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[Meeting minutes of the Senate of The University of British Columbia] 2018-11-21

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THE  UNIVERSITYOF  BRITISH COLUMBIA
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Office of the Senate
Brock Hall | 2016 - 1874 East Mall
Vancouver, BC V6T 1Z1
Phone 604 822 5239
Fax 604 822 5945
www.senate.ubc.ca
VANCOUVER SENATE
MINUTES OF 21 NOVEMBER 2018
DRAFT
Attendance
Present: Dr S. Ono (Chair), Dr K. Ross (Secretary), Dr P. Adebar, Dean G. Averill, Dr S. Bates,
Dr L. Burr, Ms P. Chan, Mr A. Chen, Dr A. Collier, Dean M. Coughtrie, Dean C. Dauvergne,
Dr G. Faulkner, Mr B. Fischer, Dr A. Fisher, Dean B. Frank, Dr I. Frigaard, Mr J. Gattinger, Dr
J. Gilbert, K. Ms Mr Q. Golsteyn, Gourlay, Dr S. Grayston, Mr S. Haffey, Ms H. Hamid, Dr P.
Harrison, Mr M. Holmes, Prof. C. Jaeger, Dr A. Kindler, M. Dr Koehoorn, Dr C. Krebs, Dr M.
Kuus, Mr M. Leuprecht, Dr K. Lo, Dr P. Loewen, Dr D. MacDonald, Ms A. MacDougall, Dean
M. MacDougall, Mr K. Madill, Ms J. Malone, Dr P. Marshall, Dr S. Matsui, Dr W. McKee, Mr
B. McNulty, Dr P. Meehan, Mr N. Pang, Ms S. Parker, Dean S. Porter, Dr T. Rogers, Dr J.
Sheppard, Prof. A. Sheppard Ms A. Shilling, Dr S. Singh, Mr A. Starr, Mr M. Stewart, Dr L.
Stothers, Mr C. Surniawan, Ms A. Tanner, Dr R. Tees, Dr S. Thorne, Dr R. Topping, Dr A.
Szeri, M. Dr Upadhyaya, Ms H. Xiao, Dean R. Yada
Regrets: Dean M. Aronson, Dr R. Boushel, Dr V. Braithwaite, Dr V. Bungay, Dr A. Dulay, Dr
S. Forwell, Ms S. Gilbert, Ms A. Glinsbockel, Dr C. Godwin, Chancellor L. Gordon, Dr V.
Griess, Dean R. Helsley, Dean J. Innes, Dr M. Isaacson, Dr A. Ivanov, Dean D. Kelleher, Dr P.
Keown, Mr H. Leong, Dr C. Marshall, Dr A. Murphy, Ms S. Ngo, Dr C. Nislow, Dean J. Olson,,
Dr M. Thachuk.
Clerk: Mr C. Eaton
Call to Order
The Chair of Senate, Dr Santa J. Ono, called the third regular meeting of the Vancouver Senate
for the 2018/2019 Academic Year to order at 6:02 pm.
Senate Membership
The Registrar announced the following changes to the membership of Senate:
NEW MEMBERS
Mr Christian Karisma Surniawan, Student Representative for the Faculty of Forestry,
until 31 March 2019 and thereafter until replaced, to replace Ms Danika Coulbourn
(Resigned).
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Minutes of 17 October 2018
Anthony Sheppard }        That the Minutes of the Meeting of 17 October
Richard Tees 2018 be adopted as presented.
Approved
Business Arising from the Minutes
The President, Dr Ono, began his remarks with a brief statement regarding the Peter Wall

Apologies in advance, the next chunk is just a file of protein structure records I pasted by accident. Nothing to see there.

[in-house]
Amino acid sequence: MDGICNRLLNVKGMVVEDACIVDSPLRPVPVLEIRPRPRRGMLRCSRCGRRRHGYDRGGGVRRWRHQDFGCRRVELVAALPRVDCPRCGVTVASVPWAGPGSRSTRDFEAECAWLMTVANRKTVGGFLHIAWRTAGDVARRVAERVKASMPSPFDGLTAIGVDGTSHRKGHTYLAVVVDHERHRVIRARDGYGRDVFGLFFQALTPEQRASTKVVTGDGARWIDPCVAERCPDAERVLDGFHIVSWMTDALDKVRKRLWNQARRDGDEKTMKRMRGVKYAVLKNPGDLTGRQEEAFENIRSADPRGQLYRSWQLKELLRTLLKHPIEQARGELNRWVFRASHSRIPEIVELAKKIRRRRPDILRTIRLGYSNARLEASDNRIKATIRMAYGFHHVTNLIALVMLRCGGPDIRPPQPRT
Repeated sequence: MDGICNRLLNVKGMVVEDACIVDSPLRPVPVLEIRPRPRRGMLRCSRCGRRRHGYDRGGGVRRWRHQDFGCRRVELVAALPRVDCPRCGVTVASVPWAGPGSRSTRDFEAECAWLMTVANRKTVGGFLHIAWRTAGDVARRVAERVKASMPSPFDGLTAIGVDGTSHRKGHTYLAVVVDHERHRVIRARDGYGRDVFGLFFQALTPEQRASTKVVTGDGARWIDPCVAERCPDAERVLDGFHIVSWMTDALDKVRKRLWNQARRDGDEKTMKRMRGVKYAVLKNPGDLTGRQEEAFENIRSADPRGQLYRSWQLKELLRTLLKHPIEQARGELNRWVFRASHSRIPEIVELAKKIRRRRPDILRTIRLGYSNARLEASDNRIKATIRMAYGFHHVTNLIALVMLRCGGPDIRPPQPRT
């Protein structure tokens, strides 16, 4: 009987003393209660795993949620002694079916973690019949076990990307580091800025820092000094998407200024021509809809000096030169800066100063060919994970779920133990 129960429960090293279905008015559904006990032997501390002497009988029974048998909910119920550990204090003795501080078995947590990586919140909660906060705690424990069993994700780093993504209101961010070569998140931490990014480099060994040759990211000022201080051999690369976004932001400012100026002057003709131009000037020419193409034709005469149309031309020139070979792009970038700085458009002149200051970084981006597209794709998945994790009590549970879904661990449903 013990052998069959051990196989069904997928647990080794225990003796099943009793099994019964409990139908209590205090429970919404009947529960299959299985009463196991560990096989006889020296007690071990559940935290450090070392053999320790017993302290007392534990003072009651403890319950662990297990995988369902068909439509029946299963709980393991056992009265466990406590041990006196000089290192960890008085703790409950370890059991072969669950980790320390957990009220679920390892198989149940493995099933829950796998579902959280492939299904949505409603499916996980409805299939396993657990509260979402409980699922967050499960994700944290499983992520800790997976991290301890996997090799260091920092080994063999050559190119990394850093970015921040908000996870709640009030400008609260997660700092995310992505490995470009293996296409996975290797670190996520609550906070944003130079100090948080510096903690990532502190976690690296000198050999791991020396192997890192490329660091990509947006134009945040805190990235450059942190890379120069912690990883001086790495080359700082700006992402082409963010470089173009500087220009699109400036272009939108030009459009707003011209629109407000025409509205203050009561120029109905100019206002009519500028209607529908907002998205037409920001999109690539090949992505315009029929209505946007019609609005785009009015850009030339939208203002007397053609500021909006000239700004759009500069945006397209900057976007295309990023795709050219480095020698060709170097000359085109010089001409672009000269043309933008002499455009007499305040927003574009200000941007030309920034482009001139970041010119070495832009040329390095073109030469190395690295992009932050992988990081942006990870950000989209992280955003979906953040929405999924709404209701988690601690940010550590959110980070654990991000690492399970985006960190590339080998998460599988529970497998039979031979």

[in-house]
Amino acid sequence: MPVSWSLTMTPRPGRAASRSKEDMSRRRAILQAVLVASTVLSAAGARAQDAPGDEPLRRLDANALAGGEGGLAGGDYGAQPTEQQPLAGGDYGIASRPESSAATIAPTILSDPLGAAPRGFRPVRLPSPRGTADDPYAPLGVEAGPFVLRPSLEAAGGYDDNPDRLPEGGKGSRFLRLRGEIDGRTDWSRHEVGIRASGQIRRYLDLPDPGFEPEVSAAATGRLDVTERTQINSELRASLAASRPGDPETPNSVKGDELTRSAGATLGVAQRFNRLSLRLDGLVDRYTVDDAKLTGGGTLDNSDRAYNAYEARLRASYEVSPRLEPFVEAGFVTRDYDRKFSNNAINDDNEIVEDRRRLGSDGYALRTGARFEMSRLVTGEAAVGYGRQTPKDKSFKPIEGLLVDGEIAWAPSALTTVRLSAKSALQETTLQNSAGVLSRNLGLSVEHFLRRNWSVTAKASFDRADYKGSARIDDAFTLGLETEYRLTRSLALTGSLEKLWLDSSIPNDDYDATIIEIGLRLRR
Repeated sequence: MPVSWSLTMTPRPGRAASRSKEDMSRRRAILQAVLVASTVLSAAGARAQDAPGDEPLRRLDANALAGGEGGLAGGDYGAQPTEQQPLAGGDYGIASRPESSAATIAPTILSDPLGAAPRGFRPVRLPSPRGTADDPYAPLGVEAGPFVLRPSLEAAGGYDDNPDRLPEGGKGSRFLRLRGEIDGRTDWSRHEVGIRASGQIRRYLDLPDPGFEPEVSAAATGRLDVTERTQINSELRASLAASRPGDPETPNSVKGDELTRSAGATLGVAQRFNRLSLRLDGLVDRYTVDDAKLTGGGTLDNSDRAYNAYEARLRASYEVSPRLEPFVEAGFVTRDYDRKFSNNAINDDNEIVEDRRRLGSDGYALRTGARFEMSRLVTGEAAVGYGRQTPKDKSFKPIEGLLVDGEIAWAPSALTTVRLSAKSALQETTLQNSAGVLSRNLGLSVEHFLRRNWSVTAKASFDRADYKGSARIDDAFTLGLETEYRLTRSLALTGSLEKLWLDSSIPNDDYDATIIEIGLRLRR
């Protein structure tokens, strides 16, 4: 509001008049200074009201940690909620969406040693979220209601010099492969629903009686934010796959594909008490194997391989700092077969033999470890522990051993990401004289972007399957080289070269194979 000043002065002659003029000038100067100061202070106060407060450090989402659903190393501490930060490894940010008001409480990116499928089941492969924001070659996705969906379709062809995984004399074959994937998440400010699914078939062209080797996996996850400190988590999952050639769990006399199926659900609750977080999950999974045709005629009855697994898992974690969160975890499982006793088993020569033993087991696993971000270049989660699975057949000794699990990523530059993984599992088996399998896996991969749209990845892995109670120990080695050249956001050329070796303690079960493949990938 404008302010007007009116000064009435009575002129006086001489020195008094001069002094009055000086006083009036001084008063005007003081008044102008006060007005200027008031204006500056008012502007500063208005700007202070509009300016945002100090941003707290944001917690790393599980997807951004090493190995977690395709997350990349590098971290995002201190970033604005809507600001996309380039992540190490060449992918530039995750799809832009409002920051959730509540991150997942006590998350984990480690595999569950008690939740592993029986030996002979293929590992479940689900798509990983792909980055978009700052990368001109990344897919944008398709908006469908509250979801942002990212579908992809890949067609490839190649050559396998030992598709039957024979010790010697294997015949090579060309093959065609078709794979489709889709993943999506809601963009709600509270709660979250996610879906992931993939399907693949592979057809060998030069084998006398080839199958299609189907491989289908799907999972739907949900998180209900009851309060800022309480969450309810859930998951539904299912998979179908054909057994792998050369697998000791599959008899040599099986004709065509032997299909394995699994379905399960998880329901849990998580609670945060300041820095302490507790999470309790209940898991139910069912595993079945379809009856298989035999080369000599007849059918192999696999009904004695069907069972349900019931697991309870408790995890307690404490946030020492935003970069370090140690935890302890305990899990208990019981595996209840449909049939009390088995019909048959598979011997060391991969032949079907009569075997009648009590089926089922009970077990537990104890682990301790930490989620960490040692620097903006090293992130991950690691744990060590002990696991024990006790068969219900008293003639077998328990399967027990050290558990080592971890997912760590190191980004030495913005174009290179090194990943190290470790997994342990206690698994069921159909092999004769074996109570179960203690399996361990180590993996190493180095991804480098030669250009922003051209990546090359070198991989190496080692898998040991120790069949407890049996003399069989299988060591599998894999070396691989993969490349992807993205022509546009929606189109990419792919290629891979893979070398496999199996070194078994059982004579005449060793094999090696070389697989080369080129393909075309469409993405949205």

Institute for Advanced Studies (PWIAS), saying that this was a situation that he was sure many
were following. Dr Ono said that as Senators may know, he serves as Chair of the Board of
Trustees of PWAIS. He stated that the Peter Wall Institute for Advanced Studies is an
exceptional part of the university thanks to the work of its many affiliated fellows, scholars,
researchers and outstanding directors over the years, including Philippe Tortell, who Dr Ono
complimented for his visionary leadership. The President stated that Dr. Tortell's decision to
resign as director was unexpected by the Board and personally disappointing to the President;
however, he appreciated Dr. Tortell's commitment to the Wall Institute over the past two years
and wished him well in his future endeavors. Dr Ono advised that earlier in the day he had
received about 24 communications from fellows and others at PWIAS, and he had met with
PWIAS Distinguished Professors Brett Finlay and Derek Gregory and to discuss the resignation
and the PWIAS strategic plan. Dr Ono noted that he had released a statement earlier in the day
following those conversations and communications.
Dr Ono reiterate that as a public academic institution, UBC places paramount value on academic
freedom, and on supporting interdisciplinary research. He reaffirmed UBC's commitment to
maintaining the Wall Institute's unique role and mission at UBC and to ensuring that the Institute
continues to support and nurture the outstanding research for which it is known. PWIAS is a
place where faculty members can conduct unique and unfettered research, and we will continue
to ensure that UBC provides and environment at PWIAS and UBC that supports such research.
Senator Krebs said that there has been a lot of controversy around this resignation, and
especially the Board meeting without the director to decide on a shift on focus. She asked
how that happened and if it was typical.
Dr Ono said, especially in light of discussions recently with Drs Brett Finlay and
Derek Gregory, he had to take ownership of how that process unfolded: this
process could have been done better and as the Board of Trustees we could have
been more consultative. The decision of the Board of Trustees followed many
meetings. One general feedback during several months strategic planning process
was a desire for more focus. There was a sense amongst some trustees that we had
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THE   UNIVERSITY OF   BRITISH   COLUMBIA Officeof the Senate
finite resources and should focus our resources to be more impactful if we
focused on a finite set of subjects rather than the universe of opportunities. Dr
Ono said that he was very pleased with Dr Tortell's willingness to have those
conversations and there were many iterations of an evolving plan and the
accompanying budget. In the end, the trustees felt that focus and alignment
would help both the institution and the institute.
Senator Krebs said that this alignment would be with the research clusters of the